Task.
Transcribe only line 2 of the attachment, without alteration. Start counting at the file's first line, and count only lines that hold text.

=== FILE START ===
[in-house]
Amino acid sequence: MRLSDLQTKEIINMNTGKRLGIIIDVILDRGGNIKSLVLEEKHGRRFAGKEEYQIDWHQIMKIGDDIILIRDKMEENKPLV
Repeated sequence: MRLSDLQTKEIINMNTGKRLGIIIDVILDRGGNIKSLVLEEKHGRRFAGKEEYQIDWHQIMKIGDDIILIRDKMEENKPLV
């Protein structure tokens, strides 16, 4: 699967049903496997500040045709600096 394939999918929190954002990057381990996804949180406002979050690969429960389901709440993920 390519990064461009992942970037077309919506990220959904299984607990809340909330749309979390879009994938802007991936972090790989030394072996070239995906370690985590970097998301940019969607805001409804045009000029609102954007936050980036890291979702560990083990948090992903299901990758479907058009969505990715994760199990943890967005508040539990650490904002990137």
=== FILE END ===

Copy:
Amino acid sequence: MRLSDLQTKEIINMNTGKRLGIIIDVILDRGGNIKSLVLEEKHGRRFAGKEEYQIDWHQIMKIGDDIILIRDKMEENKPLV